Hackle's blog
between the abstractions we want and the abstractions we get.

Check out my workshops at NDC { Minnesota }
Nov 15-16 TypeScript Power Users
Nov 17-18 Simple by Design: Declutter Your Architecture, Code and Test

Serialize like javascript - MergeJSON in Idris!

In Serialize like javascript, we figured out a way to have forward compatible serialization / deserialization without risking losing / deleting newly added fields in the schema, much like with Javascript. Without further ado, let's crack into prototyping such a design, this time, in Idris.

merge JSON strings

I reckon we can get a good start if we can merge two well formatted JSON strings, a simple example (from the previous post):

 mergeJsonstrs """{ "name": "george", "age": 11, "address": "thunderbold street" }""" """{ "name": "george", "age": 12 }"""

 -- """{ "name": "george", "age": 12, "address": "thunderbold street" }"""

I will use the Language.JSON package. In Atom, I added a new file myProject.ipkg to enable importing from this package. Its content is simple:

pkgs = contrib

contrib is just where the package is defined, as in here

There is already JSON type which is defined as:

data JSON
   = JNull
   | JBoolean Bool
   | JNumber Double
   | JString String
   | JArray (List JSON)
   | JObject (List (String, JSON))

There is a parse function as

parse : String -> Maybe JSON

And a format function that does pretty printing.

format : {default 0 curr : Nat} -> (n : Nat) -> JSON -> String

With all above, the implementation is straightforward.

import Language.JSON
import Language.JSON.Data

replaceKey : String -> JSON -> List (String, JSON) -> List (String, JSON)
replaceKey k v xs = map tryReplace xs where
  tryReplace (k1, v1) = if k1 == k then (k, v) else (k1, v1)

mergeObjects :  (xs : List (String, JSON)) ->
                (ys : List (String, JSON)) ->
                (merger: JSON -> JSON -> JSON) ->
                List (String, JSON)
mergeObjects xs [] _ = xs
mergeObjects xs (kvp@(k, v) :: ys) merger =
  case find (\(k1, _) => k1 == k) xs of
    Nothing => mergeObjects (xs++[kvp]) ys merger
    (Just (_, v1)) => mergeObjects (replaceKey k (merger v1 v) xs) ys merger

mergeJson : JSON -> JSON -> JSON
mergeJson (JObject xs) (JObject ys) = JObject $ mergeObjects xs ys mergeJson
mergeJson _ json2 = json2

mergeJsonStrs : String -> String -> String
mergeJsonStrs x y = case (parse x, parse y) of
                      (Just a, Just b) => format 4 $ mergeJson a b
                      (_, Just b) => format 4 b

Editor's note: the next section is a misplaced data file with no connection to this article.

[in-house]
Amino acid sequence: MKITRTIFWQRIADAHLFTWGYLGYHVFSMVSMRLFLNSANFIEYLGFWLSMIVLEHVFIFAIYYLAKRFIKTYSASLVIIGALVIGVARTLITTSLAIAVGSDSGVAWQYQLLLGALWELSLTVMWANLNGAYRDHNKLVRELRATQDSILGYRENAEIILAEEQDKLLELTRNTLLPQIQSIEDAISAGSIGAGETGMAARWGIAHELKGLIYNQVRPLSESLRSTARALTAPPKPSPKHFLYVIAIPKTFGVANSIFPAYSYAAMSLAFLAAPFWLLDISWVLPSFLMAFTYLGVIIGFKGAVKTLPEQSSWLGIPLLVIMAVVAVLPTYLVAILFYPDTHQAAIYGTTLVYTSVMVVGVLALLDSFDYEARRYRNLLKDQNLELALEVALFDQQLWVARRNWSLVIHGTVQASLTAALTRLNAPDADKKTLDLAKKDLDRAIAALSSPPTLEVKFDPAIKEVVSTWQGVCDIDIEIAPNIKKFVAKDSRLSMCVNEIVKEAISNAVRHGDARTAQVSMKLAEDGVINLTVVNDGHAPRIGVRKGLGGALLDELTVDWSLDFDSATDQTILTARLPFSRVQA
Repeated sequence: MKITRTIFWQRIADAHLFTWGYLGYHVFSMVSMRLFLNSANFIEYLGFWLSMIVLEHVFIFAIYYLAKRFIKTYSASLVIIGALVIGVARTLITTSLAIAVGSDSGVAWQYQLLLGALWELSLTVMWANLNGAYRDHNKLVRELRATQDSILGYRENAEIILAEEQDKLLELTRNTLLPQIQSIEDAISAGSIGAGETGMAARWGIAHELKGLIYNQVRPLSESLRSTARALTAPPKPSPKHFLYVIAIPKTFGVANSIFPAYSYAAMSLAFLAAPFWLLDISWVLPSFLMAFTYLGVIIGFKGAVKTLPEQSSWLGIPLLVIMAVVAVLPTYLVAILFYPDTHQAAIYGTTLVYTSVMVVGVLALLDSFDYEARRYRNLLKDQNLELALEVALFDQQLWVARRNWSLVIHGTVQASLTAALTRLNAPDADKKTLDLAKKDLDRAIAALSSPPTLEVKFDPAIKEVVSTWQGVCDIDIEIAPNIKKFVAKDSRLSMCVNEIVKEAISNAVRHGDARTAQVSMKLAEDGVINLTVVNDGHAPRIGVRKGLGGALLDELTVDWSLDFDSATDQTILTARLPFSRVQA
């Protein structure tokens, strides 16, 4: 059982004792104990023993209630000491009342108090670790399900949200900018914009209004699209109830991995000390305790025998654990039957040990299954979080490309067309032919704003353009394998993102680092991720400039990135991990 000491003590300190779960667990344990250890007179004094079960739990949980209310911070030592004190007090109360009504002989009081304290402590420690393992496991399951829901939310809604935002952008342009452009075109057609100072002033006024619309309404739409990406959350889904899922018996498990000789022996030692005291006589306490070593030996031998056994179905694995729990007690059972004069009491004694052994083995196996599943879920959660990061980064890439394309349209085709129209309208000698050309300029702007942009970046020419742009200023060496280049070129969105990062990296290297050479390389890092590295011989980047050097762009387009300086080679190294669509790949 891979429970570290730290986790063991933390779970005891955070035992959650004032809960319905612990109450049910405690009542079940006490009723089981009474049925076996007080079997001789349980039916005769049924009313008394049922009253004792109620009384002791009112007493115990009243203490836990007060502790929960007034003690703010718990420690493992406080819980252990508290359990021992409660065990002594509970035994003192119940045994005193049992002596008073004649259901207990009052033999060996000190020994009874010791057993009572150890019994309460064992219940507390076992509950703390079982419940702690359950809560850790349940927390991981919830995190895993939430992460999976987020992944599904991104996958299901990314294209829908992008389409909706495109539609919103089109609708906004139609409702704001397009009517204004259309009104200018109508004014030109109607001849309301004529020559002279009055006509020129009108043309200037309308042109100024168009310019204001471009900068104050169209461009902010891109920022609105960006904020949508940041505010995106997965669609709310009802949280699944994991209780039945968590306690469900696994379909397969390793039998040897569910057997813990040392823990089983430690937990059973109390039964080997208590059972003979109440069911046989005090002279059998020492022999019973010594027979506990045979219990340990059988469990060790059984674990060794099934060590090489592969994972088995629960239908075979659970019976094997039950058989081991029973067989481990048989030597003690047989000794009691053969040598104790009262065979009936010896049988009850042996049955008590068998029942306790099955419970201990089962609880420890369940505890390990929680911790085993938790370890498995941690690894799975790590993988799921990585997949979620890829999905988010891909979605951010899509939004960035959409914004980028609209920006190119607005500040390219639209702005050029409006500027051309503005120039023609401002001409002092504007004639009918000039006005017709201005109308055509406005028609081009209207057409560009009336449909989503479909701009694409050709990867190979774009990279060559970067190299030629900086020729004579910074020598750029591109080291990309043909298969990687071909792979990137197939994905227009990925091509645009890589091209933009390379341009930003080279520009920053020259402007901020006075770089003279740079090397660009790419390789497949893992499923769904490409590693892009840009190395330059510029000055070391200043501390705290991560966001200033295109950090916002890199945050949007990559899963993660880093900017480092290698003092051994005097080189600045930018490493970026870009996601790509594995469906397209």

_ => ""

Because Idris requires anything to be declared before it's used, when reading Idris code, it's a good idea to start from the bottom.

Let's see if this works:

merge1 : String
merge1 = mergeJsonStrs """{
  "key1": 11,
  "key2": {
      "key2.1": true,
      "key2.2": {
        "key2.2.1": "bar",
        "key2.2.2": 200
    "key1": 12,
    "key2": {
      "key2.2": {
        "key.2.2.1": "quux"
      "key2.3": "foo"

main : IO ()
main = do
  putStr merge1

Note I needed to put it in a main so I can execute it in the REPL. Otherwise the output is not pretty-printed.

*main> :exec
    "key1": 12,
    "key2": {
        "key2.1": true,
        "key2.2": {
            "key2.2.1": "quux",
            "key2.2.2": 200
        "key2.3": "foo"

Works as expected.


From here on it would be straightforward - we need to integrate this pattern to the serialization layer of our client-side applications. Depending on what frameworks / libraries are used, the integration can be of a different level of complexity, but nonetheless possible.


A simple idea, inspired by Javascript's trivial handling of JSON objects, leads us to a simple solution in Idris. The solution is easily transferrable to any other language.

This kind of calls for a protocol (or an understanding) between the server and the clients. The server must promise that any schema change must be backward-compatible. Such changes are categorised by Rich Hickey beautifully as, paraphrased requiring no more, or giving no less.

The client side can then utilise the idea illustrated above to make sure any additive (backward-compatible) changes to the schema will be respected, kept throughout, and sent back to the server loyally.

Note this approach only applies when such loyalty is necessary, in other words, both reading and writing of data are needed for the same line of process. If only read or only write is required, then our solution is not needed, or would be overkill.

I can also see that this approach is not only applicable to JSON, but also other data formats such as XML.